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Unlocking the Potential of the Mediterranean Diet for Heart Health

In 2015, an estimated 17.92 million people died from cardiovascular disease (CVD), with ischaemic heart disease the most common cause.

Because poor diet is a major reason for this trend, recent years have seen growing interest in the Mediterranean Diet (characterised by high intake of fruit and vegetables, grains, fish and olive oil) as a strategy to combat CVD.  Its benefits for heart health, largely attributed to a richness of ingredients with antioxidant and anti-inflammatory properties, include improvement of blood pressure and vessel function, modulation of blood lipids, and reduction of inflammation.[1]  For example, olive oil polyphenols such as oleuropein and hydroxytyrosol are known for their antioxidant and anti-inflammatory effects[2] ― in 2012, EFSA approved a health claim that ‘olive oil polyphenols contribute to the protection of blood lipids from oxidative stress’.[3]

The first indications for a blood pressure-lowering effect of oleuropein and polyphenols came from an in vivo trial, in which supplementation led to a normalisation of blood pressure in rats with established hypertension within six weeks.[4]  This effect has also been confirmed in a randomised control study that examined the effect of daily consumption of 500mg of the extracts in twenty twin pairs with blood pressure above optimum levels. The ingredients significantly reduced blood pressure after six weeks and also reduced levels of LDL-cholesterol.[5]

Another typical component of the Mediterranean Diet are citrus fruits. They are notably rich in flavonoids such as naringin and neohesperidin[6], and a sustained triglyceride-lowering effect of around 15 percent has been reported in a double-blind control pilot trial supplementing 500mg/d of these flavonoids for three months.[7]  This is of interest because evidence suggests postprandial triglyceride levels predict higher cardiovascular risk.[8]  They also have vasodilatory effects, and has been shown to decrease oxidised LDL.[9]

Given continuing high rates of CVD, population ageing, and the increasing need for strategies to support heart health, demand for products enriched with scientifically backed Mediterranean ingredients is likely to continue to grow.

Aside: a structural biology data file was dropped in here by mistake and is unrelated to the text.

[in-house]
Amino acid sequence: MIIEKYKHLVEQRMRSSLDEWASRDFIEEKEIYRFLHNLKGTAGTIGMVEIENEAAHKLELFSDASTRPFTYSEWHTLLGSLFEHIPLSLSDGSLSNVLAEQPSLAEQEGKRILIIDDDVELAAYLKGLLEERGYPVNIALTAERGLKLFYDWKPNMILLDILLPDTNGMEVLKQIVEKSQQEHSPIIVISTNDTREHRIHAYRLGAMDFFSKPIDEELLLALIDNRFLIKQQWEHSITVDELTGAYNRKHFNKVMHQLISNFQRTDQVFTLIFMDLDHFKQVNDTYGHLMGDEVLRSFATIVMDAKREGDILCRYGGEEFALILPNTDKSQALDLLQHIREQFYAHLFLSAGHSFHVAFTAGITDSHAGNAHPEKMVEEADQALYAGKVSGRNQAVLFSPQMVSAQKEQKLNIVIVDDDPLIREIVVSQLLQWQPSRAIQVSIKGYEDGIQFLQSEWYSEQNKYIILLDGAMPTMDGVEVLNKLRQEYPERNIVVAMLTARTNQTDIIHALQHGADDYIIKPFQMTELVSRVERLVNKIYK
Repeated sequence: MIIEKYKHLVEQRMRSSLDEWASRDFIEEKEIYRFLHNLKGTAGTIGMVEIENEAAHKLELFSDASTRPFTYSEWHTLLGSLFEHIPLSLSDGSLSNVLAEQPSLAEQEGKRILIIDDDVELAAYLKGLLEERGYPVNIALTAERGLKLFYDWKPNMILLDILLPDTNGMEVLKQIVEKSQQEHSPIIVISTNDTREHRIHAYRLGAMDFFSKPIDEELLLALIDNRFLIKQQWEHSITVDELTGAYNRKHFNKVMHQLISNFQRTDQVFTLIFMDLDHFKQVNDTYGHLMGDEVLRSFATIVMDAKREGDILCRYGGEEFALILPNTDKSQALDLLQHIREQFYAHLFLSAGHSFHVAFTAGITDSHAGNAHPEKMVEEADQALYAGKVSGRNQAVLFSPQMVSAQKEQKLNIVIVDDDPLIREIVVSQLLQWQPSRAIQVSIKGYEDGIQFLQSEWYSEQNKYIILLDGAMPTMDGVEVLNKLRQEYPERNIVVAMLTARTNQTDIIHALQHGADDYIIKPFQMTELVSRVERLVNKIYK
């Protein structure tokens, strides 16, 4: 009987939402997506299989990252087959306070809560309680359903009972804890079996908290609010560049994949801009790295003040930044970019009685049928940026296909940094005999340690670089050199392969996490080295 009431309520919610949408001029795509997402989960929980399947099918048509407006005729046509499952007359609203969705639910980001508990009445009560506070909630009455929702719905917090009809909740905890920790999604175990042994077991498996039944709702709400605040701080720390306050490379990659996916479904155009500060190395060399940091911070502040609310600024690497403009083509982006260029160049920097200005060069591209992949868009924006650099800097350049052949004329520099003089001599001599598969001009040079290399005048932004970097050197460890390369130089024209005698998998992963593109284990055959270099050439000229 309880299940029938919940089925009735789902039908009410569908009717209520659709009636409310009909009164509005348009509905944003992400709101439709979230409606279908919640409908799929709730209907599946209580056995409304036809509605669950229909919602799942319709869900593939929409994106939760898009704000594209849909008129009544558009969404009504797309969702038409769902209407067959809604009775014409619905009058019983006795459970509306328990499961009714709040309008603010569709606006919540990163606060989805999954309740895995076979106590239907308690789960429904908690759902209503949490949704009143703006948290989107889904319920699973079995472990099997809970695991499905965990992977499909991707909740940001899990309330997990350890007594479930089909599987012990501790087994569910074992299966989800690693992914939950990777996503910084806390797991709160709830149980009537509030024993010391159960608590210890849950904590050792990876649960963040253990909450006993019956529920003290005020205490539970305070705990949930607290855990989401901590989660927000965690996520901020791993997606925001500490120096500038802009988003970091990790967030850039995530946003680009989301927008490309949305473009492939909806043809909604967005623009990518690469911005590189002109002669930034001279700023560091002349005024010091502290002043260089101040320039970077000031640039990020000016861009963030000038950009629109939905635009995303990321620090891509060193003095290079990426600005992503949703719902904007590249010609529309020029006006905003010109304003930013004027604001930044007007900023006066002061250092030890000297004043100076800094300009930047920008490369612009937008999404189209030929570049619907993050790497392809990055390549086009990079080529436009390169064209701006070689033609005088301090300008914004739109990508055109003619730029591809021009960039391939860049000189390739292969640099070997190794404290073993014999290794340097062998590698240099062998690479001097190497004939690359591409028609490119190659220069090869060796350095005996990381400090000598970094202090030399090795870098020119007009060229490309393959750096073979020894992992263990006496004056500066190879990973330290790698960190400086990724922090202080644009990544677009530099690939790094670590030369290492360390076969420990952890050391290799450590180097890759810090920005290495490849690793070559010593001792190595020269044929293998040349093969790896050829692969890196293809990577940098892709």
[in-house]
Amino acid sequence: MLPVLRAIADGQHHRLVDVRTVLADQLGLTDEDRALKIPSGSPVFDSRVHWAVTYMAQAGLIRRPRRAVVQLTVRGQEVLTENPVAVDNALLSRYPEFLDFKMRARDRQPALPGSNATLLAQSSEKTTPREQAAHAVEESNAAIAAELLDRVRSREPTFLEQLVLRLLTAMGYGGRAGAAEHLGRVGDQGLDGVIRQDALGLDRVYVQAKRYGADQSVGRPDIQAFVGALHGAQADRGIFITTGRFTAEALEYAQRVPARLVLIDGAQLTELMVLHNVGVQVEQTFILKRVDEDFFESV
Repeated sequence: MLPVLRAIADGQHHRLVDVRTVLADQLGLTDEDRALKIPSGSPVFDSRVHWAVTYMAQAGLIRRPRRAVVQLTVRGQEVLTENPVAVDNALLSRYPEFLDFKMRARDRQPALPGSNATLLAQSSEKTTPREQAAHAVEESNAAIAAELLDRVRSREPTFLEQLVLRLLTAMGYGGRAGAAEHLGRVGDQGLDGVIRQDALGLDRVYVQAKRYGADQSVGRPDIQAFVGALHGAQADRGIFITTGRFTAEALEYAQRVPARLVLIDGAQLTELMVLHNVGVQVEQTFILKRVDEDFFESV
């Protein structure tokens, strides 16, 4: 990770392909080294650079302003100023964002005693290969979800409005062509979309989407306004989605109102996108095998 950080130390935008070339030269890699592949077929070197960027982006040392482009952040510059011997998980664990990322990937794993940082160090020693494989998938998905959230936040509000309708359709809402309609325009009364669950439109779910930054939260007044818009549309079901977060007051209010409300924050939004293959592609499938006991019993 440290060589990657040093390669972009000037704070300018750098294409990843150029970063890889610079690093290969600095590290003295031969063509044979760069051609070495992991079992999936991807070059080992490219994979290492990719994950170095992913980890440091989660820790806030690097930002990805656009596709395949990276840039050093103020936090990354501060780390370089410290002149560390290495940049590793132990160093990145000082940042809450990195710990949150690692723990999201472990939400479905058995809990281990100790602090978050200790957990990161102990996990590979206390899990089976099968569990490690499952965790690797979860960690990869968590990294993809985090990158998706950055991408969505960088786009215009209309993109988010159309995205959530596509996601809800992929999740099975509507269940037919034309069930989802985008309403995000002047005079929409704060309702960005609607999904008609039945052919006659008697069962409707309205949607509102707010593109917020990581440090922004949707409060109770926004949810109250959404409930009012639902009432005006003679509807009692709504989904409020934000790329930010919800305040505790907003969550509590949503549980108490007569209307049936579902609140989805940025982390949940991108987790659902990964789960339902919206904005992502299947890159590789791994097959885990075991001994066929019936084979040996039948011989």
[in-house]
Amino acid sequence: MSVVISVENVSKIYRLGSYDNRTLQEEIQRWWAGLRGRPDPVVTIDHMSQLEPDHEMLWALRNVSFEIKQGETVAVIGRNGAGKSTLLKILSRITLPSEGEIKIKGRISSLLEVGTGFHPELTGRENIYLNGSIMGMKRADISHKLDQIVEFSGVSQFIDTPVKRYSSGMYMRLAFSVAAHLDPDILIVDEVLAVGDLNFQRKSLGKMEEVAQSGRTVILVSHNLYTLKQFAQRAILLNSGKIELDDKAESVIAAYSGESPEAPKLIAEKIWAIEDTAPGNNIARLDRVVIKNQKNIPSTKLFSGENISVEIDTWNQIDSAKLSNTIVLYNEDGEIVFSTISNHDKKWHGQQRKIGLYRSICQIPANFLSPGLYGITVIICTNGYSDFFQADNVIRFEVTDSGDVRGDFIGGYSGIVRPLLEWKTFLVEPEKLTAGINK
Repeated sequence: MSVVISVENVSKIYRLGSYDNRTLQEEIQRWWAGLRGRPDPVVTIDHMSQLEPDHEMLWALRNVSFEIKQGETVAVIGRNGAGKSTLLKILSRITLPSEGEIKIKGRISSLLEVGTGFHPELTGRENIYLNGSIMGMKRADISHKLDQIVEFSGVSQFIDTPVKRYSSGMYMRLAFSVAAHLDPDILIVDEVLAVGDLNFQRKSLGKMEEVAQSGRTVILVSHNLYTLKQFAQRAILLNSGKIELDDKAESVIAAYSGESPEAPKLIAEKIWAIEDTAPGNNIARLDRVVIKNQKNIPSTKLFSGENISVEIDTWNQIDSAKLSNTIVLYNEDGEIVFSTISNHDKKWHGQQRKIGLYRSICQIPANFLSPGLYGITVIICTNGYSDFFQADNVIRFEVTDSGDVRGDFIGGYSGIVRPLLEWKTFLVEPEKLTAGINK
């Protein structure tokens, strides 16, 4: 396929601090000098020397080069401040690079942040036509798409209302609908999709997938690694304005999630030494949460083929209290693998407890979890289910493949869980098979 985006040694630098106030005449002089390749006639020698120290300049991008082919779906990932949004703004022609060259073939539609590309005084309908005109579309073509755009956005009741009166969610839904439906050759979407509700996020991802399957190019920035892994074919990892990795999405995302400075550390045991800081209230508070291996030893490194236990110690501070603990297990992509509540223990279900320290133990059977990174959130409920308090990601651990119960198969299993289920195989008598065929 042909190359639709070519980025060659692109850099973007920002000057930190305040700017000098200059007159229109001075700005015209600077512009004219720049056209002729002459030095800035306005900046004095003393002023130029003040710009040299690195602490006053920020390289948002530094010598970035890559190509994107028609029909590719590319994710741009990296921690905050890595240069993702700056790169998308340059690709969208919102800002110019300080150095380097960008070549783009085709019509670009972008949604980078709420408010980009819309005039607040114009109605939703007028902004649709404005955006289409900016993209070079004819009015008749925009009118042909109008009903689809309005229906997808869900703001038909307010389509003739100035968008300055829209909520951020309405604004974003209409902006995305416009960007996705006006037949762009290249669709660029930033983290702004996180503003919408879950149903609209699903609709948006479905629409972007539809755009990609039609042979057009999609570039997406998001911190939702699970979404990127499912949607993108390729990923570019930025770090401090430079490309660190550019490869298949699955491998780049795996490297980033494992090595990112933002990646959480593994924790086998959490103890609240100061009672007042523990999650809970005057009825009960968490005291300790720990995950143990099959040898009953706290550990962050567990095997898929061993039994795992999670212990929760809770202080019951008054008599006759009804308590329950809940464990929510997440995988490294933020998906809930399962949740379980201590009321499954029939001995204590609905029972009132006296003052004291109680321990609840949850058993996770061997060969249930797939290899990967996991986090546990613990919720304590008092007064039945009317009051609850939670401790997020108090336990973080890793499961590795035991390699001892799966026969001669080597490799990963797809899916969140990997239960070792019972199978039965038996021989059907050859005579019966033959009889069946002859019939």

References:

[1] Fito M and Konstantinidou, V ‘Nutritional Genomics and the Mediterranean Diet’s effect on human cardiovascular health’ Nutrients, 2016; 8(4):218
[2] Reboredo-Rodriguez P et al. ‘State of the art on functional virgin olive oils enriched with bioactive compounds and their properties’ Int J Mol Sci 2017; 18(3): 668
[3] EFSA ‘Commission Regulation (EU) No. 432/2012 of 16 May 2012 Establishing a List of Permitted Health Claims Made on Foods, Other than Those Referring to the Reduction of Disease Risk and to Children’s Development and Health’ Commission Regulation (EU); London, UK: 2012.
[4] Khayyal MT, et al., ‘Blood pressure lowering effect of an olive leaf extract (olea europaea) in l-NAME-induced hypertension in rats’ Arzneimittelforschung 2002, 52(11), 797-80
[5] Perrinjaquet-Moccetti P et al. ‘Food supplementation with an olive (Olea euopaea L.) leaf extract reduces blood pressure in borderline hypertensive monocygotic twins’ Phytotherapy Research 2008, 22: 1239-1242.
[6] Alam MA et al. ‘Effect of citrus flavonoids, naringin and naringenin, on metabolis syndrome and their mechanism of action’. Adv Nutr 2014; 5:404-417
[7] Frutarom proprietary data
[8] Enkhmaa B et al. Postprandial lipoproteins and cardiovascular disease risk in diabetes mellitus. Curr Diab Rep 2010; 10(1): 61-69
[9] Frutarom proprietary data

 

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